General Regulations and Requirements for Nondegree Certificate Programs

Certificates That Appear on the Transcript

Definition

A nondegree certificate program is a program of study requiring at least four graduate courses, or 12 semester hours of graduate credit, but no more than 30 semester hours of graduate credit. In the College of Professional Studies (CPS), the number of credits for a certificate varies from 16 quarter hours to 30 quarter hours. Successful completion of such a certificate program will be recorded on the student’s transcript. Appropriate graduate credits taken as part of a nondegree certificate program may be counted toward a regular graduate degree at the discretion of the committee in charge of the graduate program.

Admission

All students admitted to a certificate program must satisfy the general requirements for admission as a graduate student and the requirements for the specific certificate program.

Procedures for the Approval of New Certificate Programs

New certificate programs are developed following the procedure outlined in the Guidelines for New Degree Programs found in the Office of the Provost website. 

Procedures for Certificate Program Review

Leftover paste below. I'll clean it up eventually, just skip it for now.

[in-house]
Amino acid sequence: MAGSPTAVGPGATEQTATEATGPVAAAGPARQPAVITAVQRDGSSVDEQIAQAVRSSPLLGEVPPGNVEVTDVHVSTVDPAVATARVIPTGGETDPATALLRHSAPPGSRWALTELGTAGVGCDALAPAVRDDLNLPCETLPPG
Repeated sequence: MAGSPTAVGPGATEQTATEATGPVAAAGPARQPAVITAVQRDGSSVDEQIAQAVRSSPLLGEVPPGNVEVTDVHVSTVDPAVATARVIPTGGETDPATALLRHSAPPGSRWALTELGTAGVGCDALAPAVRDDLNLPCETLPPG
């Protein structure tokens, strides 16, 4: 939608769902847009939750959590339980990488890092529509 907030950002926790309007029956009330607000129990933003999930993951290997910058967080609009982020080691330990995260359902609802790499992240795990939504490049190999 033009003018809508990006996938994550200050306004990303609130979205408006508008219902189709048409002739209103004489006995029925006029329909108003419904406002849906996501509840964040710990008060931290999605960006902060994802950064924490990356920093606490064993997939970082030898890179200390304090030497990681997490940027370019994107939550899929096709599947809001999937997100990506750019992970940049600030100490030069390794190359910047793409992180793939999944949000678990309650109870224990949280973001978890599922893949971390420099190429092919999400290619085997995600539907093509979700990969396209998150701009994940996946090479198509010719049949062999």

Certificate programs will be reviewed in the context of departmental reviews. Information about these reviews can be found in the Office of the Provost website. 

General Regulations

Except as indicated herein, certificate programs shall be subject to the same regulations and procedures as master’s degree programs.

Course Programs That Do Not Appear on the Transcript

Colleges offering graduate programs may choose to recognize the completion of sequences of courses requiring fewer courses than a certificate program. No such recognition shall be placed on the student’s transcript. Such a nontranscript program shall not involve more than four graduate courses or 12 semester hours of graduate credit. The requirements of any such nontranscript program will be forwarded to the vice provost for graduate education for record-keeping purposes.